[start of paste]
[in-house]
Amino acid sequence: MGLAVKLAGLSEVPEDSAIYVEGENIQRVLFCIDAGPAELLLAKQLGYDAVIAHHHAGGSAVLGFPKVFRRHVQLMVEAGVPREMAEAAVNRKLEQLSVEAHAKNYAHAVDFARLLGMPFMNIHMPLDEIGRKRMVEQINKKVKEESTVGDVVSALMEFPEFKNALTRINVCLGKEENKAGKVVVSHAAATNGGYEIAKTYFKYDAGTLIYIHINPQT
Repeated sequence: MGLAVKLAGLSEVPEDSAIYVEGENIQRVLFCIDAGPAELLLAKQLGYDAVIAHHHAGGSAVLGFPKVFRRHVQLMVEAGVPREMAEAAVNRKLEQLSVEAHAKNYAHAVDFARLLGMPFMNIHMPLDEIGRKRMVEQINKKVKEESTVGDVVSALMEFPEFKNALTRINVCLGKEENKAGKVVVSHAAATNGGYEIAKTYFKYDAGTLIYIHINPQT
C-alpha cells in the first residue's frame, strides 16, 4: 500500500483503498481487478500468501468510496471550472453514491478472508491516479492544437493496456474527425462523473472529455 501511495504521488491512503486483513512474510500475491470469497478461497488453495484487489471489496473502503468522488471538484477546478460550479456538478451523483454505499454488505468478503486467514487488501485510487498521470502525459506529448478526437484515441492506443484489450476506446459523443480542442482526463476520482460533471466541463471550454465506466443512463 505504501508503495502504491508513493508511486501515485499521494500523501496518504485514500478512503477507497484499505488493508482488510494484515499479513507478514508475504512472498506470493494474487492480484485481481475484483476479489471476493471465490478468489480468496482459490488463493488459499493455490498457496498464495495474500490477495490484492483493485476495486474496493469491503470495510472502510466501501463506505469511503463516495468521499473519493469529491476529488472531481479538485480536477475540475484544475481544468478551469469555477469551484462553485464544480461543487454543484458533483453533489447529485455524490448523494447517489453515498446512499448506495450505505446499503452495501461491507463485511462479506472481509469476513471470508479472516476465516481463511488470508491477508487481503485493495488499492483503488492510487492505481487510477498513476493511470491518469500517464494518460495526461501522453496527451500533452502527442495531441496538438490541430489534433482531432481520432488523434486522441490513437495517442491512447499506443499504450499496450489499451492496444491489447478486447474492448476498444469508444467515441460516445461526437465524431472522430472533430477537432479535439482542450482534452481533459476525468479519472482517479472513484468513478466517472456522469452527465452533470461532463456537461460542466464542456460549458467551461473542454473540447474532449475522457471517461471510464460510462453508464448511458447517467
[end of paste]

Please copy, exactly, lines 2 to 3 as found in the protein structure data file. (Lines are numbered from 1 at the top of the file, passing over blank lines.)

Amino acid sequence: MGLAVKLAGLSEVPEDSAIYVEGENIQRVLFCIDAGPAELLLAKQLGYDAVIAHHHAGGSAVLGFPKVFRRHVQLMVEAGVPREMAEAAVNRKLEQLSVEAHAKNYAHAVDFARLLGMPFMNIHMPLDEIGRKRMVEQINKKVKEESTVGDVVSALMEFPEFKNALTRINVCLGKEENKAGKVVVSHAAATNGGYEIAKTYFKYDAGTLIYIHINPQT
Repeated sequence: MGLAVKLAGLSEVPEDSAIYVEGENIQRVLFCIDAGPAELLLAKQLGYDAVIAHHHAGGSAVLGFPKVFRRHVQLMVEAGVPREMAEAAVNRKLEQLSVEAHAKNYAHAVDFARLLGMPFMNIHMPLDEIGRKRMVEQINKKVKEESTVGDVVSALMEFPEFKNALTRINVCLGKEENKAGKVVVSHAAATNGGYEIAKTYFKYDAGTLIYIHINPQT